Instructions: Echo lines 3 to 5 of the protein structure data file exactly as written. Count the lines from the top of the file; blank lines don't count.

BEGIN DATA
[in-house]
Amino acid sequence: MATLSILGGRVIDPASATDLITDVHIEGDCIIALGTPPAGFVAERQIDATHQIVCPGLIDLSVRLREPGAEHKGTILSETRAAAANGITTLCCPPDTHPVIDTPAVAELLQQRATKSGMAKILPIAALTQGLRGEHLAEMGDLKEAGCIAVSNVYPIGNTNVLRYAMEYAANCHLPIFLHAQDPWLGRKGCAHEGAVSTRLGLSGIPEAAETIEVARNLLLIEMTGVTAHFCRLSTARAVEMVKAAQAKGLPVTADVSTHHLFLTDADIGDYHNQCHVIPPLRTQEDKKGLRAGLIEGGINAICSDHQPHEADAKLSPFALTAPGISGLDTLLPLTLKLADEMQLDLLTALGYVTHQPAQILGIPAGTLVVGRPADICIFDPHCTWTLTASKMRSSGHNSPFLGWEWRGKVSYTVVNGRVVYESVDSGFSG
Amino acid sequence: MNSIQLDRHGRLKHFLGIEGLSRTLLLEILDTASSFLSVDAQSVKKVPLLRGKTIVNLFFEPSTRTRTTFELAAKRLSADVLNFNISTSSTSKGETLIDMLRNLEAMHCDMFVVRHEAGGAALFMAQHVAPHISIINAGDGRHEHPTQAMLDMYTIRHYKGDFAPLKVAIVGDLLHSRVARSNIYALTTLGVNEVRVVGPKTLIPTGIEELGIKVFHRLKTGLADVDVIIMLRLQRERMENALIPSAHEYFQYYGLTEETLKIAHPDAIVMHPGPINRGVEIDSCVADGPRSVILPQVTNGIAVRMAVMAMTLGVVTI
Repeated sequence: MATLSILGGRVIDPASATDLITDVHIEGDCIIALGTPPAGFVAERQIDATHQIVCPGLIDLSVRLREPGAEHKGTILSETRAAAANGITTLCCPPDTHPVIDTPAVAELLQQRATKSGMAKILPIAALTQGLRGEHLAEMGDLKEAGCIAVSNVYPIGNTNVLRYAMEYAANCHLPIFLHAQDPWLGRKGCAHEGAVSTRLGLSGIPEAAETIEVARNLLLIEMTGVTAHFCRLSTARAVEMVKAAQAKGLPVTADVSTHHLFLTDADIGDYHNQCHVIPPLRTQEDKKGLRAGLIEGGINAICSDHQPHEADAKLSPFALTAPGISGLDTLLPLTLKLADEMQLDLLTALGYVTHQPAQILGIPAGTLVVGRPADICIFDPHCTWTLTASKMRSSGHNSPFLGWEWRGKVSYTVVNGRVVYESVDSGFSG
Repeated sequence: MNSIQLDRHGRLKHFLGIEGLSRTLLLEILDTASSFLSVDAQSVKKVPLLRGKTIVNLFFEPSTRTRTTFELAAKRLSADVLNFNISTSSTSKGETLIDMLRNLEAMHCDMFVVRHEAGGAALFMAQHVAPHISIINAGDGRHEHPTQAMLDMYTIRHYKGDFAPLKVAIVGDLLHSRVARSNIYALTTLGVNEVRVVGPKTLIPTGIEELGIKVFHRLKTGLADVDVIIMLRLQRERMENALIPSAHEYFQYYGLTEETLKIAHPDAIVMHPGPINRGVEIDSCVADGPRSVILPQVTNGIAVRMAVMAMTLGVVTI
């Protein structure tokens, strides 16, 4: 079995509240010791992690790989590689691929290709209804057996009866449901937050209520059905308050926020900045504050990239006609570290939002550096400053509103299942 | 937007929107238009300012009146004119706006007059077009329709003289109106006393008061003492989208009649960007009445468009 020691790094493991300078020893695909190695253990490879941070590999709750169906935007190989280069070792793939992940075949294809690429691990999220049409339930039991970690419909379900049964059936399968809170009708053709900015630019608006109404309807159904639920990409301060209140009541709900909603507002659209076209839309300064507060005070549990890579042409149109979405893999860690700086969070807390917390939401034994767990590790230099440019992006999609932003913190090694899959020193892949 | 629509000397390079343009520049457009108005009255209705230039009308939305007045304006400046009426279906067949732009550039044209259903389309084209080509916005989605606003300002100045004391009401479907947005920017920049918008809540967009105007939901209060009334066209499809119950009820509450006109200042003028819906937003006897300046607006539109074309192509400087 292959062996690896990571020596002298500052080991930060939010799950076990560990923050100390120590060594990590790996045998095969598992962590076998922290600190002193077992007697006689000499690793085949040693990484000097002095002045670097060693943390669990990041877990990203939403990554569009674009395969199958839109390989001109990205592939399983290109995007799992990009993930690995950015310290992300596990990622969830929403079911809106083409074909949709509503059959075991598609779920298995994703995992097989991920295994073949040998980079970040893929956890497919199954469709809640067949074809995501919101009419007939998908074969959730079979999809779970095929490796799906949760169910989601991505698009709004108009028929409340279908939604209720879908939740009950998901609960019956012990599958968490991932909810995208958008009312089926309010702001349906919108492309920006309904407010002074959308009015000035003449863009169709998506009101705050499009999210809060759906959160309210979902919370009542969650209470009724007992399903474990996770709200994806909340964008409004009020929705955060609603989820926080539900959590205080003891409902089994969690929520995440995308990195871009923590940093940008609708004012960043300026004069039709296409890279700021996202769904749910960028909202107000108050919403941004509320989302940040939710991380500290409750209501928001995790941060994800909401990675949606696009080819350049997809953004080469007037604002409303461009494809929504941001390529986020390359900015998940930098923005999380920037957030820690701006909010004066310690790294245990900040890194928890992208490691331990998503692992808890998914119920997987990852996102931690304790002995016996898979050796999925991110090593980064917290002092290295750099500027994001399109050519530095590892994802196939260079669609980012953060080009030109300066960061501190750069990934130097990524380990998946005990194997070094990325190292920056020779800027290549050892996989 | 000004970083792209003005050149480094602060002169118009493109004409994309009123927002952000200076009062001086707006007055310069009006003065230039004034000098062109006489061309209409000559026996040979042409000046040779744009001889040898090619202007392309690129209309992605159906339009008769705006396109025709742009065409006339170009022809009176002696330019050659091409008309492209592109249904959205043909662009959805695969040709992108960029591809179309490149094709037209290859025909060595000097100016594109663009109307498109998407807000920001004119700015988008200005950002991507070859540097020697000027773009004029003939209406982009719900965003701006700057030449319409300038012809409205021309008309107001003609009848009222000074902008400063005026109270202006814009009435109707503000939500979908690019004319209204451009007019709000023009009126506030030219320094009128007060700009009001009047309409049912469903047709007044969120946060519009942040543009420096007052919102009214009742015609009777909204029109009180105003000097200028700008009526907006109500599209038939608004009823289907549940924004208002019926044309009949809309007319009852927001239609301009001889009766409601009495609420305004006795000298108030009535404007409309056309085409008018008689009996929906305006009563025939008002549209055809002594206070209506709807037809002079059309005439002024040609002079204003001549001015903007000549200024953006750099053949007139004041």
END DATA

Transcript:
Amino acid sequence: MNSIQLDRHGRLKHFLGIEGLSRTLLLEILDTASSFLSVDAQSVKKVPLLRGKTIVNLFFEPSTRTRTTFELAAKRLSADVLNFNISTSSTSKGETLIDMLRNLEAMHCDMFVVRHEAGGAALFMAQHVAPHISIINAGDGRHEHPTQAMLDMYTIRHYKGDFAPLKVAIVGDLLHSRVARSNIYALTTLGVNEVRVVGPKTLIPTGIEELGIKVFHRLKTGLADVDVIIMLRLQRERMENALIPSAHEYFQYYGLTEETLKIAHPDAIVMHPGPINRGVEIDSCVADGPRSVILPQVTNGIAVRMAVMAMTLGVVTI
Repeated sequence: MATLSILGGRVIDPASATDLITDVHIEGDCIIALGTPPAGFVAERQIDATHQIVCPGLIDLSVRLREPGAEHKGTILSETRAAAANGITTLCCPPDTHPVIDTPAVAELLQQRATKSGMAKILPIAALTQGLRGEHLAEMGDLKEAGCIAVSNVYPIGNTNVLRYAMEYAANCHLPIFLHAQDPWLGRKGCAHEGAVSTRLGLSGIPEAAETIEVARNLLLIEMTGVTAHFCRLSTARAVEMVKAAQAKGLPVTADVSTHHLFLTDADIGDYHNQCHVIPPLRTQEDKKGLRAGLIEGGINAICSDHQPHEADAKLSPFALTAPGISGLDTLLPLTLKLADEMQLDLLTALGYVTHQPAQILGIPAGTLVVGRPADICIFDPHCTWTLTASKMRSSGHNSPFLGWEWRGKVSYTVVNGRVVYESVDSGFSG
Repeated sequence: MNSIQLDRHGRLKHFLGIEGLSRTLLLEILDTASSFLSVDAQSVKKVPLLRGKTIVNLFFEPSTRTRTTFELAAKRLSADVLNFNISTSSTSKGETLIDMLRNLEAMHCDMFVVRHEAGGAALFMAQHVAPHISIINAGDGRHEHPTQAMLDMYTIRHYKGDFAPLKVAIVGDLLHSRVARSNIYALTTLGVNEVRVVGPKTLIPTGIEELGIKVFHRLKTGLADVDVIIMLRLQRERMENALIPSAHEYFQYYGLTEETLKIAHPDAIVMHPGPINRGVEIDSCVADGPRSVILPQVTNGIAVRMAVMAMTLGVVTI